Johnnie Mae is just up the street at the very church where Evans dropped the microphone and ran away after nervously performing her first solo at the age of 4. In a back room at Emmanuel Missionary Baptist Church, Johnnie Mae is teaching a bible study class to two bored teenagers with their chins in their hands and Bibles in their laps.

    Johnnie Mae is dressed in her crisp white usher’s uniform. Her hair is hard pressed into shiny ringlets. She smells warm and fragrant, like a grandmother should. She’s been through a lot with Faith. She was disappointed when she dropped out of college. She was nervous and unsure when Faith left for L.A., pregnant and on welfare. She’s cheered her every success, yet she still hopes that one day her girl will return to her roots in gospel music.

    Of all the times Faye-Faye has come back home to visit Johnnie Mae remembers meeting B.I.G. most vividly. “We were having a cookout that day, and she brought him over,” she says. Faith asked her to come in the house so she could tell her something. Inside, she explained that B.I.G. was not just her date for the afternoon – he was her husband. Somehow, Johnnie Mae kept her cool.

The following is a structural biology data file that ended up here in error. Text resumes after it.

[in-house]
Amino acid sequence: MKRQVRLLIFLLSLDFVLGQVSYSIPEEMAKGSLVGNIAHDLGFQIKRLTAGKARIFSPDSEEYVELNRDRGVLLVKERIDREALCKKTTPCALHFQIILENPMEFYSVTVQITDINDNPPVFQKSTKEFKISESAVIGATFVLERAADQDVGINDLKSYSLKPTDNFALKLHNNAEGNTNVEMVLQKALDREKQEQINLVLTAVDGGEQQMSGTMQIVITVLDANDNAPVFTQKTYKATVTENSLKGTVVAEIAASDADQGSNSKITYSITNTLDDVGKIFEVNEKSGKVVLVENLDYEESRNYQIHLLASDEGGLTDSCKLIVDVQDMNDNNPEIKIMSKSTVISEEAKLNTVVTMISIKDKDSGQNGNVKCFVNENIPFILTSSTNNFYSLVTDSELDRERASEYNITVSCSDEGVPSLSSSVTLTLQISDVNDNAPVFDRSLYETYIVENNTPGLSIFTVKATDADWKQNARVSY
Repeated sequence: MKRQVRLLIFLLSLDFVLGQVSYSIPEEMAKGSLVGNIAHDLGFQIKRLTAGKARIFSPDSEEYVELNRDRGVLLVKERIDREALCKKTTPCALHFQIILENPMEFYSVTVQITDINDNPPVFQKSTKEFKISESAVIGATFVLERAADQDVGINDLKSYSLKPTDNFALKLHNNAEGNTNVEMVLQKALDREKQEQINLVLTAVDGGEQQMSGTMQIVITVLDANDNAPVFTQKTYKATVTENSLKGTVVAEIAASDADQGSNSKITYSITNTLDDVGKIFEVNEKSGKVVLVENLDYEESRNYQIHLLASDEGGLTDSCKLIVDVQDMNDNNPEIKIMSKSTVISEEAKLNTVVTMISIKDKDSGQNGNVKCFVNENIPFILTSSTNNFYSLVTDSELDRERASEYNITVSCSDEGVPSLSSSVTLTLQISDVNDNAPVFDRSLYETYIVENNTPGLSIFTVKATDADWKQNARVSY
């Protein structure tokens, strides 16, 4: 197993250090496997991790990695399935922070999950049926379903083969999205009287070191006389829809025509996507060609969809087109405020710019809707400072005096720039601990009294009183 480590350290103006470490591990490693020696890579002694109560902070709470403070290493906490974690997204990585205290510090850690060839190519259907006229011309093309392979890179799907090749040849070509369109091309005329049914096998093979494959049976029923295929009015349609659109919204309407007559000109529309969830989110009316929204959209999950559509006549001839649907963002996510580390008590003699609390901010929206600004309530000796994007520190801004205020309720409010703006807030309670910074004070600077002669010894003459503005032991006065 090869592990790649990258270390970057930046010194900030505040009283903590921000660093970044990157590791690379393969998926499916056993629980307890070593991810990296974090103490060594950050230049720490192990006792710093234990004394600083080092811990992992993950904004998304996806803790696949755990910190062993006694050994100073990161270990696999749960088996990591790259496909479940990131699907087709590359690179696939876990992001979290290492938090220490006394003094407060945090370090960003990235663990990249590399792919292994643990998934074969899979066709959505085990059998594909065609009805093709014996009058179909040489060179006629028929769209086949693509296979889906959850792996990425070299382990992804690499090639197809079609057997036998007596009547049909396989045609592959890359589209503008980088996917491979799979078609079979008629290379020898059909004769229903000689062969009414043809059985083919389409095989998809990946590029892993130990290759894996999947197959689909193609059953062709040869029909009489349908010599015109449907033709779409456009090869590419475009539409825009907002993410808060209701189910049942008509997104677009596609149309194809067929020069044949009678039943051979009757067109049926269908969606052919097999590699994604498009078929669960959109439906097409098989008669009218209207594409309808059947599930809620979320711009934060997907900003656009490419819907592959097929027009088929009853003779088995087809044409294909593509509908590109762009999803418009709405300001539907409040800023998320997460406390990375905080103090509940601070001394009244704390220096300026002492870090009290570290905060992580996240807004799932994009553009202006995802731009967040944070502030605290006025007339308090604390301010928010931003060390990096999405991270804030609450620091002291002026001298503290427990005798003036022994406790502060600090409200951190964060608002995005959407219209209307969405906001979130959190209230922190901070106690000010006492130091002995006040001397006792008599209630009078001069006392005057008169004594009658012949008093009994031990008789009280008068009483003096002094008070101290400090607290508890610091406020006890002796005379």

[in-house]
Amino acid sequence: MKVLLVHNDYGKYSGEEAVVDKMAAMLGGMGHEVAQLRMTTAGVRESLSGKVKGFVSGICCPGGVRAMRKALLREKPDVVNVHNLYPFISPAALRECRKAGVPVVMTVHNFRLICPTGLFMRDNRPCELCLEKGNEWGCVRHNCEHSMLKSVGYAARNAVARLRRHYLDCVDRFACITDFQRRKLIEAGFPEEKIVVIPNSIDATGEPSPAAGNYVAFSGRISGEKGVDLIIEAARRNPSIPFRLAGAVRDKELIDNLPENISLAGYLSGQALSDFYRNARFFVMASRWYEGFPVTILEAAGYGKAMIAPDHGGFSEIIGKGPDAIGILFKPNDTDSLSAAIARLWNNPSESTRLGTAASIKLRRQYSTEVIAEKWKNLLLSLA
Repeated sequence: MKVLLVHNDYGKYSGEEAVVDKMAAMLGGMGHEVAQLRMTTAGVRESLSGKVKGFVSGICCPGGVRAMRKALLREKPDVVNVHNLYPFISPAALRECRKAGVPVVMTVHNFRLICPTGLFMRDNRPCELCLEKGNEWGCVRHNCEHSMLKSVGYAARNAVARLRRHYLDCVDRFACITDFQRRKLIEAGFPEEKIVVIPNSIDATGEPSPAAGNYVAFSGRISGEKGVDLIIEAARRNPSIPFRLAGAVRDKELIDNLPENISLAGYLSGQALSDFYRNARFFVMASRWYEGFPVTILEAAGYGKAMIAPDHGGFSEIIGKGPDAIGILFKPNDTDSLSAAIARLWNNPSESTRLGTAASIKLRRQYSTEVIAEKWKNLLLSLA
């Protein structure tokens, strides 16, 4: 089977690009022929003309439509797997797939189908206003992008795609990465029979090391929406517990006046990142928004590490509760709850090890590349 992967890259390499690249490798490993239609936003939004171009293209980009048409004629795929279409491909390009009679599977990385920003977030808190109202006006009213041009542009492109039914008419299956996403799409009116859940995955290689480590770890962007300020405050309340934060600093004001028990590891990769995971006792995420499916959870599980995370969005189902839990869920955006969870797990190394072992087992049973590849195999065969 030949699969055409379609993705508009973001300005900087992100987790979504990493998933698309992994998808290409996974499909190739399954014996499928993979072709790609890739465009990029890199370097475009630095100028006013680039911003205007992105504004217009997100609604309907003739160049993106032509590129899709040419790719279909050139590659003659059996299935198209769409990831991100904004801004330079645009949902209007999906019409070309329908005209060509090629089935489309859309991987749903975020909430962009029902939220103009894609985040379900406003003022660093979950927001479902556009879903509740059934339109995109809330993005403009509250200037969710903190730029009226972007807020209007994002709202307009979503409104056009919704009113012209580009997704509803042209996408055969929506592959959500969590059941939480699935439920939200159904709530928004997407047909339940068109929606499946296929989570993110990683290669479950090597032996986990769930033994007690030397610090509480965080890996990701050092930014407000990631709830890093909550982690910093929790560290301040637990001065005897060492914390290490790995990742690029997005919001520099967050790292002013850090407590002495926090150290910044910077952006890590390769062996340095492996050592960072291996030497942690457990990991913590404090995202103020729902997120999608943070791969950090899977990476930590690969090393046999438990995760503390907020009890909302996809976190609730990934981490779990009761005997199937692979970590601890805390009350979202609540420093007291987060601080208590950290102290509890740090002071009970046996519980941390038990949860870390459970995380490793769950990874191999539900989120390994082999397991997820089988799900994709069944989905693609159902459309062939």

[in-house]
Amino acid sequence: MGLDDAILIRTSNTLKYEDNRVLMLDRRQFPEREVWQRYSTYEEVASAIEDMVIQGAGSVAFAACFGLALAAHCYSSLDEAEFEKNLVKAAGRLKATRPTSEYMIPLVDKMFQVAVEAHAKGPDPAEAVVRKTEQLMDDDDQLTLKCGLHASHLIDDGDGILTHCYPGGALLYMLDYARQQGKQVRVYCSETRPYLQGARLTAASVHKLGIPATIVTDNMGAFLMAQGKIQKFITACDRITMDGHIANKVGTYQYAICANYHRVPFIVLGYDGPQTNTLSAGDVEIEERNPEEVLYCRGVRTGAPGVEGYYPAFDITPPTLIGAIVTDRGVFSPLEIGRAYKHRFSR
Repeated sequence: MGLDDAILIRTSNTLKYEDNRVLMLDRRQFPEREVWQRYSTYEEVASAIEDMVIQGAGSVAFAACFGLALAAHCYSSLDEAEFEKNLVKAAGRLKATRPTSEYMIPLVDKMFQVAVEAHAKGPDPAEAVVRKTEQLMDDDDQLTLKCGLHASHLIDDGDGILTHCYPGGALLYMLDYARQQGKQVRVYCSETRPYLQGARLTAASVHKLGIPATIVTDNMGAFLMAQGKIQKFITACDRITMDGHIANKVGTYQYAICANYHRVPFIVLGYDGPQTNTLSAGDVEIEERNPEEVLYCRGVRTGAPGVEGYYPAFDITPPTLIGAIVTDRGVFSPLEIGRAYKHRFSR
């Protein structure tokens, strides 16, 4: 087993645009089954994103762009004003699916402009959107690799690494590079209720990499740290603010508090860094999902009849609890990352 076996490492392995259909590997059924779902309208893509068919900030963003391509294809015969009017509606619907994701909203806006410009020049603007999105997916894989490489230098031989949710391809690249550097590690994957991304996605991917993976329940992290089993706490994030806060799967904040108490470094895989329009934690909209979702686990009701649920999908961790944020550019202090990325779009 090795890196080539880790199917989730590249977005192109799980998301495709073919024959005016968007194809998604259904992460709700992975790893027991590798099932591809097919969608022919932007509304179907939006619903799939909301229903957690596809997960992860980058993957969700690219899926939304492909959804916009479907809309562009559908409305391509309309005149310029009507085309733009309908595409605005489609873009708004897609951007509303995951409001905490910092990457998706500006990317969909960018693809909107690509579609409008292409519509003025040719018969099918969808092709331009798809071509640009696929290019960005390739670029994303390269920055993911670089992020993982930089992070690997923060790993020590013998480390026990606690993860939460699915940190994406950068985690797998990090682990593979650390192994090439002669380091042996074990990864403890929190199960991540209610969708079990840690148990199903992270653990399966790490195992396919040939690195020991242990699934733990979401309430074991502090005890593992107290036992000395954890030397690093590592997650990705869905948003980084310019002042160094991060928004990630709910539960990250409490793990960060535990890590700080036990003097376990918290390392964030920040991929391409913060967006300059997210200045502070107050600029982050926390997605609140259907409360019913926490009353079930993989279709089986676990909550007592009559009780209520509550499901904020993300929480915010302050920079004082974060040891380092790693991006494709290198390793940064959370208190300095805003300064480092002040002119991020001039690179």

“I wasn’t happy, because I knew she hadn’t known him that long. But I didn’t let her know that. I just welcomed him into the family. My concern was, Is this for real?” She smiles. “It was real.”

    And Johnnie Mae knows, better than anyone, that in one way, Evans will always be the same woman she was on the night her husband died. “They weren’t together,” Johnnie Mae says. “But she was still in love with him.”

    LESS THAN 20 MILES AWAY from her grandparents’ house, Evans is heading to her midtown Manhattan hotel to prepare for an early morning flight back to L.A. From there, she will head to Minneapolis to meet with music retailers and then return to her family. But at this moment, her mind wanders to thoughts of B.I.G. Maybe Johnnie Mae was right about her feelings for Biggie. And apparently, his death hasn’t diminished those feelings.